People with malaria give off a distinctive “breath-print” that could be used as a test for the disease, according to American scientists.
They had already tried out a crude prototype breathalyser in Africa, a tropical medicine conference heard.
The test was reasonably good at detecting cases in children, but needs developing to become a routine device.
One of the odours it sniffs out is identical to a natural smell that attracts insects that spread malaria.
Pine trees and conifers emit these terpenes to summon mosquitoes and other pollinating insects, say the researchers, from Washington University in St Louis.
They believe people with malaria who have this odour in their breath may also attract mosquitoes and infect more of the biting insects, which can then spread the disease to other people that they bite.
Although the test needs perfecting, it could offer a new cheap and easy way to help diagnose malaria, Prof Audrey Odom John and colleagues say.
The prototype breath test detects six different odours or volatile organic compounds to spot cases of malaria.
The researchers tried it on breath samples from 35 feverish children in Malawi, some with and some without malaria.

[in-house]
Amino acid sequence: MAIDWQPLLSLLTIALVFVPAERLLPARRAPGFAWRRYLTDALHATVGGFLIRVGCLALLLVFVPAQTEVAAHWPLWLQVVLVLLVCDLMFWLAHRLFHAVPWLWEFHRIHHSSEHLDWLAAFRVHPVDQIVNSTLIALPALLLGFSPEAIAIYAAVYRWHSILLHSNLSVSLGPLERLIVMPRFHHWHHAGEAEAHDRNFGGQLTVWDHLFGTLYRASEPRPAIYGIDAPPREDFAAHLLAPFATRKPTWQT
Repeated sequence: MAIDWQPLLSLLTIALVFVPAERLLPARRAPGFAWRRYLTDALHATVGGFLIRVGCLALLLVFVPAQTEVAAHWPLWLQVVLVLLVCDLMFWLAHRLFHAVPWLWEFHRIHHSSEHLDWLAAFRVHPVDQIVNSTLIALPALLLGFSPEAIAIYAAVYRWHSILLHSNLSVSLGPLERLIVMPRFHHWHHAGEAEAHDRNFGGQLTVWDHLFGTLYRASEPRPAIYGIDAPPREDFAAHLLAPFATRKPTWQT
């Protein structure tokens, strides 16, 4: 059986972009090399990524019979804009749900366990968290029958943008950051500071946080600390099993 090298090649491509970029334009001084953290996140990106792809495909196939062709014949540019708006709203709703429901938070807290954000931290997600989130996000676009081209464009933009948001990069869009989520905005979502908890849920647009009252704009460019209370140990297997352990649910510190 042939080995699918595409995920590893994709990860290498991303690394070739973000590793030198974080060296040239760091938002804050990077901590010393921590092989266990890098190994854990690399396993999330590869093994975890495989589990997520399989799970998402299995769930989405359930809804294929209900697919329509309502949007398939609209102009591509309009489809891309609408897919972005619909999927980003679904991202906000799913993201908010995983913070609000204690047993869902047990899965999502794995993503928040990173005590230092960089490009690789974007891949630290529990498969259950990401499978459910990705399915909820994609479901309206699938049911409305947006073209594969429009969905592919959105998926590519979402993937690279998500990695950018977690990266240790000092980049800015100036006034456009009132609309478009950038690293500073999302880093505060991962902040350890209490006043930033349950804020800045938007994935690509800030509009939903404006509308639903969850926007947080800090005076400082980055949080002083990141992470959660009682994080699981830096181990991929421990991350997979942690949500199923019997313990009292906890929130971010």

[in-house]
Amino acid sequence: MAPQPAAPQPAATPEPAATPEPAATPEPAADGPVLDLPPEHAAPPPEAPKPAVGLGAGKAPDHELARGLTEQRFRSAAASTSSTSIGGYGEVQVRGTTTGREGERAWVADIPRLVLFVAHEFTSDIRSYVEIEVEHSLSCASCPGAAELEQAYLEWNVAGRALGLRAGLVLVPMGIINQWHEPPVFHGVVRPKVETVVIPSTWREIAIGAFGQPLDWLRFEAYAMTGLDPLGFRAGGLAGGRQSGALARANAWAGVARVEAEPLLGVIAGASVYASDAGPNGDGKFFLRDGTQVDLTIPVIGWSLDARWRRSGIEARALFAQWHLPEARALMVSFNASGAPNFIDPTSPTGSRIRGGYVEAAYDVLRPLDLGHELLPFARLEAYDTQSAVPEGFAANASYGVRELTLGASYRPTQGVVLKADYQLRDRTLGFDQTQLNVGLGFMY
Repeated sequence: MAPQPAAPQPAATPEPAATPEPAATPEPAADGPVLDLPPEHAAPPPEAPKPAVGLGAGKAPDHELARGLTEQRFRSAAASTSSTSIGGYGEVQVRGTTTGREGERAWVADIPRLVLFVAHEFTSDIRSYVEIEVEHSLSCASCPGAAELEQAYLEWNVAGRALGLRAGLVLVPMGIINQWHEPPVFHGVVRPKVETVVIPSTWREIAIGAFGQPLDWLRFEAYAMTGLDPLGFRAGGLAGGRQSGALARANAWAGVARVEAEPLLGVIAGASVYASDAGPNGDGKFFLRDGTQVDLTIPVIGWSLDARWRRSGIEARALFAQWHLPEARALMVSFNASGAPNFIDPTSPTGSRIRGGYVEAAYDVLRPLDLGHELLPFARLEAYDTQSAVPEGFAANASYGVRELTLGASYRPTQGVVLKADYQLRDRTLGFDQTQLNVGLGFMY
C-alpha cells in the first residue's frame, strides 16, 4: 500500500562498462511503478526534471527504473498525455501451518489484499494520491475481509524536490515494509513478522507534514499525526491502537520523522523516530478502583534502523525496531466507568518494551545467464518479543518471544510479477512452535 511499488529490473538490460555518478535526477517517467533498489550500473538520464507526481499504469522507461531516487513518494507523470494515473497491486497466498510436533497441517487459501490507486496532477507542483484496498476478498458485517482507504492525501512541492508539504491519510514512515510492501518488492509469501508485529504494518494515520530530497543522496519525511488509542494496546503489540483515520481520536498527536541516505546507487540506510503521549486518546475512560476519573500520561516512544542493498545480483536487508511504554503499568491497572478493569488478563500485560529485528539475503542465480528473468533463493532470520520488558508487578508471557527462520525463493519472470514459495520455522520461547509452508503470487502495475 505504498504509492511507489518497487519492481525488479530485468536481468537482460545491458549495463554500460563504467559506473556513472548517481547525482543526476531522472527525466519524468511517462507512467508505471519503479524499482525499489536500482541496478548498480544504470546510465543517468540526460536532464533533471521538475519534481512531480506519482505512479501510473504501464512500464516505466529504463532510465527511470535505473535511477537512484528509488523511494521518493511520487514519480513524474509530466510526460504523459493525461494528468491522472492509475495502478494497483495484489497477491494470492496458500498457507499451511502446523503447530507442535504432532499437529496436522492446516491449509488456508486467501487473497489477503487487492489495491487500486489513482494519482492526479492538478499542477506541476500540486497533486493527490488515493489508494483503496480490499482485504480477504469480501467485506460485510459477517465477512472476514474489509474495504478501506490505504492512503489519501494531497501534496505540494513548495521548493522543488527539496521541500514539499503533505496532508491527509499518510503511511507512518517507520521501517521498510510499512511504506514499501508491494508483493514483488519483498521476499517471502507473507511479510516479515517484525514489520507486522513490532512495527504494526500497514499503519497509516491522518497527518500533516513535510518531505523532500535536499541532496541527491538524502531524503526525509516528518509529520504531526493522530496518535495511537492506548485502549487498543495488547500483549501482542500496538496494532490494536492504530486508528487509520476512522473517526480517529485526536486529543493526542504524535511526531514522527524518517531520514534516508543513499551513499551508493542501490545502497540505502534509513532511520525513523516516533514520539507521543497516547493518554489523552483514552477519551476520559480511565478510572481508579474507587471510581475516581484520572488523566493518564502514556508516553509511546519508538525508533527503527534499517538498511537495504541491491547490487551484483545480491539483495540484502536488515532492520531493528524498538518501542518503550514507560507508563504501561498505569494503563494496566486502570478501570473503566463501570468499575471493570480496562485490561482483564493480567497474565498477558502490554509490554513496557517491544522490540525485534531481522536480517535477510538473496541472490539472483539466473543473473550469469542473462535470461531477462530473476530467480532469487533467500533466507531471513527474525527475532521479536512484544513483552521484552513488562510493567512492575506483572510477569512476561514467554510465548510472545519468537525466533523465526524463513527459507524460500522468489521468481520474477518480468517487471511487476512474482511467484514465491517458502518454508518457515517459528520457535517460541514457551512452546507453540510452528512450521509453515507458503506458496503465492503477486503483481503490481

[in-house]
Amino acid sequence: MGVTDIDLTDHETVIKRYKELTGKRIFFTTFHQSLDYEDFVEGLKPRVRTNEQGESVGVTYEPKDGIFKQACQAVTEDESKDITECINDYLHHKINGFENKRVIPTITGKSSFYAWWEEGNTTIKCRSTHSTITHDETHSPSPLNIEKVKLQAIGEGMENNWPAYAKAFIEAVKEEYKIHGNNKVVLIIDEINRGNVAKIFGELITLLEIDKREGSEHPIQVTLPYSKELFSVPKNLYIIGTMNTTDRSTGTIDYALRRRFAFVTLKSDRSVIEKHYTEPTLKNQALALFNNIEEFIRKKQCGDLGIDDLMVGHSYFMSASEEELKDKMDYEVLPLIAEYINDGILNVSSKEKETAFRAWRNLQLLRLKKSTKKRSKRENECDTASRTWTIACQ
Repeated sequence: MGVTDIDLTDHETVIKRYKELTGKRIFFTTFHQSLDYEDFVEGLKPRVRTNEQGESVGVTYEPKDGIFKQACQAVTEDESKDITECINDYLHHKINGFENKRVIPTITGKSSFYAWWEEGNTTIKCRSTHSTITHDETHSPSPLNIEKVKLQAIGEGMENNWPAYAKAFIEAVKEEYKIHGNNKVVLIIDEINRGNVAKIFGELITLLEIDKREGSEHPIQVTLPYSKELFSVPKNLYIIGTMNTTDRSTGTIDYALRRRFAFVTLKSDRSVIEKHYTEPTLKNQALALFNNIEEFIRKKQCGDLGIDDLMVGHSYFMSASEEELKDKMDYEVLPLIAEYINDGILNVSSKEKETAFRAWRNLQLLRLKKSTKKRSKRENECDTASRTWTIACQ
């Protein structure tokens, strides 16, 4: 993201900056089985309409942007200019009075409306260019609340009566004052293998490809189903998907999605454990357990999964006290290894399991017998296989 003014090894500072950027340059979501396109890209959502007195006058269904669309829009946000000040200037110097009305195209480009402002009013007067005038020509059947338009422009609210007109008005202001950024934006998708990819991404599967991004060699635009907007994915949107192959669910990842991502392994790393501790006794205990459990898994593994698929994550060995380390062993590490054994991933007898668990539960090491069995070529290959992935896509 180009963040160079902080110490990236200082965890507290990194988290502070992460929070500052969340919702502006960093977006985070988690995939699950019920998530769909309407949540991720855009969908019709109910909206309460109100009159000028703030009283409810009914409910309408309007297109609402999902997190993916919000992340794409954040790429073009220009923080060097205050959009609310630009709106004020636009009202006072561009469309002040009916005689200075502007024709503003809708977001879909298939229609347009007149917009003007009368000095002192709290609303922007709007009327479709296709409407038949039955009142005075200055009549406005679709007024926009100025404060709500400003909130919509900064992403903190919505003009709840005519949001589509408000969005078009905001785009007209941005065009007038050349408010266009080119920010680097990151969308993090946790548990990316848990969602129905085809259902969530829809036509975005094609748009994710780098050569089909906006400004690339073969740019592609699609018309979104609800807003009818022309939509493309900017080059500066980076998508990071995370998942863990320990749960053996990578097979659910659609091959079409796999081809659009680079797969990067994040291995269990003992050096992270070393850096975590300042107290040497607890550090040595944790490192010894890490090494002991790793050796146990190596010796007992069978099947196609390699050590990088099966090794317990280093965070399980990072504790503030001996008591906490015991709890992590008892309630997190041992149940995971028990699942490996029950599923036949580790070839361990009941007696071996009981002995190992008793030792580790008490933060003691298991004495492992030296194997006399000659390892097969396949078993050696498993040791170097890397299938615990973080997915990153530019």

It gave an accurate result in 29 of the children, meaning it had a success rate of 83%.
This is still too low for the test to be used routinely, but the researchers hope they can improve its reliability and develop it into an off-the-shelf product.
Simple, rapid blood tests for malaria are already available, but they have limits, say the Washington University researchers.
Testing blood can be expensive and technically challenging in rural settings.
A non-invasive method of detection that does not require blood samples or technical expertise could be of great benefit.
Prof James Logan from the London School of Hygiene and Tropical Medicine said: “The rapid detection of asymptomatic malaria is a challenge for malaria control and will be essential as we move towards achieving the goal of malaria elimination. A new diagnostic tool, based on the detection of volatiles associated with malaria infection is exciting.”
He said more work was now needed to see if it could be made into a reliable test.
The findings are being presented at this year’s annual meeting of the American Society of Tropical Medicine and Hygiene.
Today, every malaria diagnosis begins with blood. In the gold standard test, doctors spread a drop on a glass slide, stain the sample, and inspect it beneath a microscope. If the parasite is present, it’ll show up purple against a pink backdrop of blood cells. These “blood smears” are relatively straightforward to perform, but tough to implement in rural, resource-starved parts of the world. So-called rapid diagnostic tests are an increasingly common solution. They’re cheap, easy to use, and accurate. Trouble is, RDTs work by detecting a protein called HRP2, and a growing number of reports suggest